A trio of alleged hackers was indicted Thursday on charges that it took down Comcast’s homepage and email service for several hours last year.

Christopher Lewis, 19, of Newark Del., James Black, 20, of Tumwater, Wash. and Michael Nebel, 27, of Kalamazoo, Mich. each were charged with redirecting traffic destined for www.comcast.net to sites of their choosing, which claimed responsibility for the attack, according to an indictment.

The defendants, part of the hacker group Kryogeniks, were able to redirect visitors by changing Comcast’s DNS records, maintained by Network Solutions, a third-party registrar, prosecutors said.

Philadelphia-based Comcast lost $128,578 as a result of the May 28, 2008 prank, which prevented customers from retrieving their email, voicemail and other services, the indictment stated.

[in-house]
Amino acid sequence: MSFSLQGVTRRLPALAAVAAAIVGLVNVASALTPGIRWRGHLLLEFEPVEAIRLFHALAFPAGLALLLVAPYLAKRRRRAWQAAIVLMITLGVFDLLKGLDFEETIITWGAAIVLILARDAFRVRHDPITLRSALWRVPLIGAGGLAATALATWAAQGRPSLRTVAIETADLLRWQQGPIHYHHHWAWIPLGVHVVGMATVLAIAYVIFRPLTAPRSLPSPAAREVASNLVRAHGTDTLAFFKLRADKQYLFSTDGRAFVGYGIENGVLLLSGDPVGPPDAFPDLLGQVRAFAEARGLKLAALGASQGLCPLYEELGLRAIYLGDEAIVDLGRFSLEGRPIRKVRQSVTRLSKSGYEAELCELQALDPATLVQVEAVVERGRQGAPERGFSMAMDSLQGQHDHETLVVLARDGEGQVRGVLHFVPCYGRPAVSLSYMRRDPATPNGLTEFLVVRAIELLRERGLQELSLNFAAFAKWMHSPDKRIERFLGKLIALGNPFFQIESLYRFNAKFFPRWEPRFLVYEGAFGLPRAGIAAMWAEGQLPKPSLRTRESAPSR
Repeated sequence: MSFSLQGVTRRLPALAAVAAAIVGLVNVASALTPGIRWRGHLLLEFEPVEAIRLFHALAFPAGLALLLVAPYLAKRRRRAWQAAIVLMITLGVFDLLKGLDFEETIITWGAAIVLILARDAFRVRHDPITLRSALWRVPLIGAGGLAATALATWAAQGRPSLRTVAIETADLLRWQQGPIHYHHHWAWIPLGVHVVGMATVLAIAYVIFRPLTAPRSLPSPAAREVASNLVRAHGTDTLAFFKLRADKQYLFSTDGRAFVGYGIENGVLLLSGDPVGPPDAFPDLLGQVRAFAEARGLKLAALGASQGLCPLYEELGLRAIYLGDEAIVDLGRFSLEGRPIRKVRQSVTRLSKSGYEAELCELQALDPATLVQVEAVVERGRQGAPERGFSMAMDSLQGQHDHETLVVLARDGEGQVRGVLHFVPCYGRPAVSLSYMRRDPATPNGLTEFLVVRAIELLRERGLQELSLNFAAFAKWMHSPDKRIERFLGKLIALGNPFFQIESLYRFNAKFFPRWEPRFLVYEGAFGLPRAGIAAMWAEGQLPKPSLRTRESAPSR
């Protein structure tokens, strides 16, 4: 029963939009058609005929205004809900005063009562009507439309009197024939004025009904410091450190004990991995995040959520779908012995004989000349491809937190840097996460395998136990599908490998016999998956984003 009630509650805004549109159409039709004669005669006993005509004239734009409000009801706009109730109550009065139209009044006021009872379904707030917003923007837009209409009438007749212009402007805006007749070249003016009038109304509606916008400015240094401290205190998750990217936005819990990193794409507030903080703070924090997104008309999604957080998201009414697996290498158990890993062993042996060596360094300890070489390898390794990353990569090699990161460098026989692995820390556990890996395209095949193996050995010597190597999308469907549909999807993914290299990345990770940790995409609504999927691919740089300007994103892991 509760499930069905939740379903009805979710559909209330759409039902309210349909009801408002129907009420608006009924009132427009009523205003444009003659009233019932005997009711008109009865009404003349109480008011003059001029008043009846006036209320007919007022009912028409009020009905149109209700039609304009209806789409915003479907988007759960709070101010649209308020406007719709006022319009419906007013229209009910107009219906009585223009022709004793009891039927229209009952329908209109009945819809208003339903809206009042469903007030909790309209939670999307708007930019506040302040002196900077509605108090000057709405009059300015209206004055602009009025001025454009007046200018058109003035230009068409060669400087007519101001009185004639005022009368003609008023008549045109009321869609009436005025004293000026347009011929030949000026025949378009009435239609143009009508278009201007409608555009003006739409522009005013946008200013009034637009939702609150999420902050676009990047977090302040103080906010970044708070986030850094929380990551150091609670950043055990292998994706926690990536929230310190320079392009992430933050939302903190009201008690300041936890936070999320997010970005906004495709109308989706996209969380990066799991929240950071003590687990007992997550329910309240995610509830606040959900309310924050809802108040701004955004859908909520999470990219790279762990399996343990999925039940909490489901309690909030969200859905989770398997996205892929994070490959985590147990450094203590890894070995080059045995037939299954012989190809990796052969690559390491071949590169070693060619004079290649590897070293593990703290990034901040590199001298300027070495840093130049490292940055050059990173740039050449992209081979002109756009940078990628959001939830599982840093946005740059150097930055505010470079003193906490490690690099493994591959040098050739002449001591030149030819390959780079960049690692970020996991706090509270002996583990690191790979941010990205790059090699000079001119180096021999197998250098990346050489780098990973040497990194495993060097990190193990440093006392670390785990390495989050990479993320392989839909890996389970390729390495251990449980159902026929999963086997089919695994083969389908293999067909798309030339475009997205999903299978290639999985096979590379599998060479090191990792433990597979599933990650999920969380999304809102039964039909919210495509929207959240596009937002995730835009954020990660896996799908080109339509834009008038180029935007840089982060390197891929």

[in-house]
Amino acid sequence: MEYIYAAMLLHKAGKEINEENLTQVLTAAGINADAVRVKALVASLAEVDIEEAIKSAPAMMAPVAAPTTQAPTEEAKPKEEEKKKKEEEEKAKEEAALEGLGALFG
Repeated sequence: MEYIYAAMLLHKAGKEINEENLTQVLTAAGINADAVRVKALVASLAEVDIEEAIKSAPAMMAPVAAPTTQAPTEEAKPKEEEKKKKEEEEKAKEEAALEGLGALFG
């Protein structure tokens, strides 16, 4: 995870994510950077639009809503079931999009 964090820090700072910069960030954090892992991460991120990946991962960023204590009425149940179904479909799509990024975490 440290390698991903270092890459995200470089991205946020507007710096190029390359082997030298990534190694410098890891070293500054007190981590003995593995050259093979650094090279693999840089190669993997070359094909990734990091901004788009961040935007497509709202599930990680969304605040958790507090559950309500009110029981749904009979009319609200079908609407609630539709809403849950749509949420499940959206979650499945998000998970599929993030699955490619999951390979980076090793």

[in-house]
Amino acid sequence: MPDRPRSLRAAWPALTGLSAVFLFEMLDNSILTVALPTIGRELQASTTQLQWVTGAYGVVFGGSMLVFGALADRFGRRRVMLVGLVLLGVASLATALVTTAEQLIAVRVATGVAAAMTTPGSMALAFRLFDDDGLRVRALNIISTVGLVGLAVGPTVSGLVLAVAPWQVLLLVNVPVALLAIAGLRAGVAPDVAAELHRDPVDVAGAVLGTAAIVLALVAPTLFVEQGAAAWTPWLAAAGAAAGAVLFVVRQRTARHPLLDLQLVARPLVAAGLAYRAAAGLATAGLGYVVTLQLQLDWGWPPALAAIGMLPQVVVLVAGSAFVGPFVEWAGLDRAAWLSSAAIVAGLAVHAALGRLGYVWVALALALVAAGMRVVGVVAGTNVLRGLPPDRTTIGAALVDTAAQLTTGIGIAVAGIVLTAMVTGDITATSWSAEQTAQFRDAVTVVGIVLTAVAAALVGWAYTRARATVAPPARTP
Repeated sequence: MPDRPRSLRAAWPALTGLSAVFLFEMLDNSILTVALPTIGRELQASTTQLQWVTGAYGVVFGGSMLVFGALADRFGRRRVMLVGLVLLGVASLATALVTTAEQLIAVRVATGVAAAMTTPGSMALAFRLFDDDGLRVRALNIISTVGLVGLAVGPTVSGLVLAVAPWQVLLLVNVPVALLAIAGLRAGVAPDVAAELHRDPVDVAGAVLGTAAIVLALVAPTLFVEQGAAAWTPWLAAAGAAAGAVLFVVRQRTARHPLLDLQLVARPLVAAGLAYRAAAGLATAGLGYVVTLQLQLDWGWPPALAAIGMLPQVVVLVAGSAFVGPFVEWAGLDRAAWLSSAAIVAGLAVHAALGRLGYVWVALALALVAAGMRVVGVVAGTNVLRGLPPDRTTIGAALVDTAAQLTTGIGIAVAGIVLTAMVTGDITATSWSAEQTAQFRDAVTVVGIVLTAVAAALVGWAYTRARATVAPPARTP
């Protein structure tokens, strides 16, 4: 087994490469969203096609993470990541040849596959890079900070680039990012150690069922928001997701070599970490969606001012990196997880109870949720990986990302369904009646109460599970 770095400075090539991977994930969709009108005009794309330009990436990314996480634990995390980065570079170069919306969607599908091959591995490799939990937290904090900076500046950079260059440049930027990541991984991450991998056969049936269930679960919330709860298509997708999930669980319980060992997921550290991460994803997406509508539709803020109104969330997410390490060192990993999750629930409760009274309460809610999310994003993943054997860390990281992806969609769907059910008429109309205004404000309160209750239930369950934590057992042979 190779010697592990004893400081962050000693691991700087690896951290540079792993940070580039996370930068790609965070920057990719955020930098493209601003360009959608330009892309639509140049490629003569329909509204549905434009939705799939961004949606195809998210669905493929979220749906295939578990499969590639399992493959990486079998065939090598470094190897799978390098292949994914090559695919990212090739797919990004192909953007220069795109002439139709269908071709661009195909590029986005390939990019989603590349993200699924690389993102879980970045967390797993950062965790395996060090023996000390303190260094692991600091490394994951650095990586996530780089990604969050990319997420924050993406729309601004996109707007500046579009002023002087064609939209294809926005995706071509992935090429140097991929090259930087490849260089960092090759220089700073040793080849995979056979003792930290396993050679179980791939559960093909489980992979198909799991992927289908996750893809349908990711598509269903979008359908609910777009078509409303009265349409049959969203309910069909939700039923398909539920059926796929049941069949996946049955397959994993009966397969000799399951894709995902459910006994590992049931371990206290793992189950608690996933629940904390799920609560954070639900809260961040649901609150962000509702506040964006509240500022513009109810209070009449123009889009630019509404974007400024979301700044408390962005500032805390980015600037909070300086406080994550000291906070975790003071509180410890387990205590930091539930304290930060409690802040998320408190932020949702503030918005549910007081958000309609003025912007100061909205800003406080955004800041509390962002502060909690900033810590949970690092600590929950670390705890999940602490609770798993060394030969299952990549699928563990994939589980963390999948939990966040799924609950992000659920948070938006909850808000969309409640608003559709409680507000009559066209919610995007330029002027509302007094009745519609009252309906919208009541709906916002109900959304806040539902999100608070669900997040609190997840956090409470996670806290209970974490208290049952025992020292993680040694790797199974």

If convicted, the defendants each face up to five years in prison, up to three years of supervised release following any prison time and a $250,000 fine.

A Comcast spokesman could not immediately be reached for comment on Friday.

Not long after the attack, Wired conducted an interview with two of the defendants, who admitted their role. They said they decided to proceed with the traffic redirection only after a Comcast IT manager, who they tried to reach to explain what they were doing, hung up on them.